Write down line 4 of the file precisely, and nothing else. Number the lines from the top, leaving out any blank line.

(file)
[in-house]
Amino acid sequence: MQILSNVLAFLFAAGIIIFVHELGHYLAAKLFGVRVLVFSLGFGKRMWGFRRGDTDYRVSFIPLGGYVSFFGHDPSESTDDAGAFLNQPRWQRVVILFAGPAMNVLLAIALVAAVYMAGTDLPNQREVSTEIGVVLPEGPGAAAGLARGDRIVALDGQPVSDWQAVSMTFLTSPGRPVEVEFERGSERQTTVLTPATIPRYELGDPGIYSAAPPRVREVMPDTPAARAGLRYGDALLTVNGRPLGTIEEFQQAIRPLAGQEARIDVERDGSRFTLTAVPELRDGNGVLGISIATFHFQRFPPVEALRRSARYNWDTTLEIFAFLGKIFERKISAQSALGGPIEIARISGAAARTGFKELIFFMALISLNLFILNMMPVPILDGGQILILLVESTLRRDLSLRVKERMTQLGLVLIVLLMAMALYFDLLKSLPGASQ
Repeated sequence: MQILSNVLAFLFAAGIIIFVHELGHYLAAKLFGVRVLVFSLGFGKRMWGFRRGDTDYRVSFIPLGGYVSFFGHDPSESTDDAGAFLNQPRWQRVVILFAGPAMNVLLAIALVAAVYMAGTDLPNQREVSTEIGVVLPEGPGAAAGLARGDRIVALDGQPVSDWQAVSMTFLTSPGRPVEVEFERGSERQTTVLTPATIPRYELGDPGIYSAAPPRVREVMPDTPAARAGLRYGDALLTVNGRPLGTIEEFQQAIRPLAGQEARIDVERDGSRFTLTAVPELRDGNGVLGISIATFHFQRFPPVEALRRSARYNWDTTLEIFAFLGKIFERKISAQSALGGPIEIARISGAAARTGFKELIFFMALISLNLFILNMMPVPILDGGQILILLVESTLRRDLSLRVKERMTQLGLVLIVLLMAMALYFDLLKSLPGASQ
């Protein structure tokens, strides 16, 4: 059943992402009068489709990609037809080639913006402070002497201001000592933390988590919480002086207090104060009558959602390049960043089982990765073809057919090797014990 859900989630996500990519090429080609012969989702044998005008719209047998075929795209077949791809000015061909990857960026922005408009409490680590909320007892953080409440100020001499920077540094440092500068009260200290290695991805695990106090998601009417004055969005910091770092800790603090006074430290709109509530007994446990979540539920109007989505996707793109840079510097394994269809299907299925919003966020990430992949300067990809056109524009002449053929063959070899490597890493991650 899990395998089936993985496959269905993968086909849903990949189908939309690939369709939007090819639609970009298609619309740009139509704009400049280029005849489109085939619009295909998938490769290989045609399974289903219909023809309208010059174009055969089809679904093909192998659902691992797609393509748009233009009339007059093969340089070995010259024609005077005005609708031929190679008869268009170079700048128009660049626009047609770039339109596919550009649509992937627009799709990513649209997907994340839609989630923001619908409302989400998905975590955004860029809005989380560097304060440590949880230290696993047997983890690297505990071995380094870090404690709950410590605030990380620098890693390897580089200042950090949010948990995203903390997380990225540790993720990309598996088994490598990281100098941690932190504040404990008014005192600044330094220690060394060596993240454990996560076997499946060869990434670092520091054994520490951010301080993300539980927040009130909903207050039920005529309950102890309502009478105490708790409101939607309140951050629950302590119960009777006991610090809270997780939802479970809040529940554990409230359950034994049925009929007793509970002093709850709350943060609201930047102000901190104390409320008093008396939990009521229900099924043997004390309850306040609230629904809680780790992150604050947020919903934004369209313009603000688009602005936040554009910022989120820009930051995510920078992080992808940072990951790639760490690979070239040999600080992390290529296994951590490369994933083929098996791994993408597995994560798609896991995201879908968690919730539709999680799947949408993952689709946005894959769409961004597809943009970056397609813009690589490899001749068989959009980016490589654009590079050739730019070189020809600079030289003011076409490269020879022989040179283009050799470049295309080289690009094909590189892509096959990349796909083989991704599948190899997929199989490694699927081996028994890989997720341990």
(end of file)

């Protein structure tokens, strides 16, 4: 059943992402009068489709990609037809080639913006402070002497201001000592933390988590919480002086207090104060009558959602390049960043089982990765073809057919090797014990 859900989630996500990519090429080609012969989702044998005008719209047998075929795209077949791809000015061909990857960026922005408009409490680590909320007892953080409440100020001499920077540094440092500068009260200290290695991805695990106090998601009417004055969005910091770092800790603090006074430290709109509530007994446990979540539920109007989505996707793109840079510097394994269809299907299925919003966020990430992949300067990809056109524009002449053929063959070899490597890493991650 899990395998089936993985496959269905993968086909849903990949189908939309690939369709939007090819639609970009298609619309740009139509704009400049280029005849489109085939619009295909998938490769290989045609399974289903219909023809309208010059174009055969089809679904093909192998659902691992797609393509748009233009009339007059093969340089070995010259024609005077005005609708031929190679008869268009170079700048128009660049626009047609770039339109596919550009649509992937627009799709990513649209997907994340839609989630923001619908409302989400998905975590955004860029809005989380560097304060440590949880230290696993047997983890690297505990071995380094870090404690709950410590605030990380620098890693390897580089200042950090949010948990995203903390997380990225540790993720990309598996088994490598990281100098941690932190504040404990008014005192600044330094220690060394060596993240454990996560076997499946060869990434670092520091054994520490951010301080993300539980927040009130909903207050039920005529309950102890309502009478105490708790409101939607309140951050629950302590119960009777006991610090809270997780939802479970809040529940554990409230359950034994049925009929007793509970002093709850709350943060609201930047102000901190104390409320008093008396939990009521229900099924043997004390309850306040609230629904809680780790992150604050947020919903934004369209313009603000688009602005936040554009910022989120820009930051995510920078992080992808940072990951790639760490690979070239040999600080992390290529296994951590490369994933083929098996791994993408597995994560798609896991995201879908968690919730539709999680799947949408993952689709946005894959769409961004597809943009970056397609813009690589490899001749068989959009980016490589654009590079050739730019070189020809600079030289003011076409490269020879022989040179283009050799470049295309080289690009094909590189892509096959990349796909083989991704599948190899997929199989490694699927081996028994890989997720341990």